Remembering Trauma


Richard J. McNally. Remembering Trauma, Belknap Press of the Harvard University Press, 2003.

Richard McNally, Professor of Psychology at Harvard University, studies the evidence for massive repression of traumatic events and finds it lacking. Indeed, victims of real traumas are often painfully unable to forget traumatic memories, and if they have any problems with remembering, it is with everyday, non-traumatic events. McNally agrees that people can sometimes forget memories of childhood abuse, among other things, until specifically reminded of them, and in some cases they can forget that they have remembered and talked about the issue for years.

The issue of how far any of these memories can be assumed to be real in the absence of corroborating evidence is also discussed, with often tales of confessions and other corroboration resting on the word of the 'victim' only. Magonia readers will recognise these issues from tales of multiple-witness UFO cases and paranormal events.

McNally argues that many traumatic memories are created by therapists using techniques of guided imagery, hypnosis and other dissociative therapies. Experimental studies on the introduction of less traumatic false memories are discussed in this context. McNally argues that 'fantastic' tales of Satanic abuse, alien abduction or child abuse in past lives act as a kind of control: sets of memories which are almost certainly false. A group of abductees studied by McNally and co-workers showed increased scores on levels of absorption similar to those reporting repressed memories of childhood abuse; some also showed partial symptoms of post-traumatic stress disorder, and showed PTSD-like symptoms when hearing stories of alien abductions, though unlike 'real' sufferers from PTSD they showed similar responses when read accounts of other kinds of trauma.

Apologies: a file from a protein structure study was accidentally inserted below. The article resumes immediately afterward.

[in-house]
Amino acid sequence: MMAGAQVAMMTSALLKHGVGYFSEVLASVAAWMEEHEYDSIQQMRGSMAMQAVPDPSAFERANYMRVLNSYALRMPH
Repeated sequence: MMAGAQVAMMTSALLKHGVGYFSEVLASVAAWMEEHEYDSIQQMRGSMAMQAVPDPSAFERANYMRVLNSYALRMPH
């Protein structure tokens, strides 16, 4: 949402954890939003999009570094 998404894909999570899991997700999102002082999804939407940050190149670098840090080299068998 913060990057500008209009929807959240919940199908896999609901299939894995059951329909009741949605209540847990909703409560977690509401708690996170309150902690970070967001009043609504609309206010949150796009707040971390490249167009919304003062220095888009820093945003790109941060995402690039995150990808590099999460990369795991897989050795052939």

McNally also questions whether PTSD is itself not a culture-bound syndrome, and points out that in good times the notion of what is 'traumatic' can get very broad indeed. A situation in which hearing off-colour jokes in the office is thought to be in any way equivalent to being a concentration camp or earthquake survivor is to put it mildly absurd ('obscene' might be a better word).

Yet there remains through this study a central mystery which McNally barely touches on. How is it that apparently rational and mentally well people can be convinced that, unknown even to themselves, they are victims of some terrible trauma existing in the interstices of their normal life? Maybe these extreme narratives are metaphors which allow much vaguer discontents to be articulated, and that the idea of suppressed traumas and lost memories is some kind of symbol of the pervasive false consciousness of the bourgeois world and nuclear family. -- Reviewed by Peter Rogerson, from Magonia 84, March 2004.

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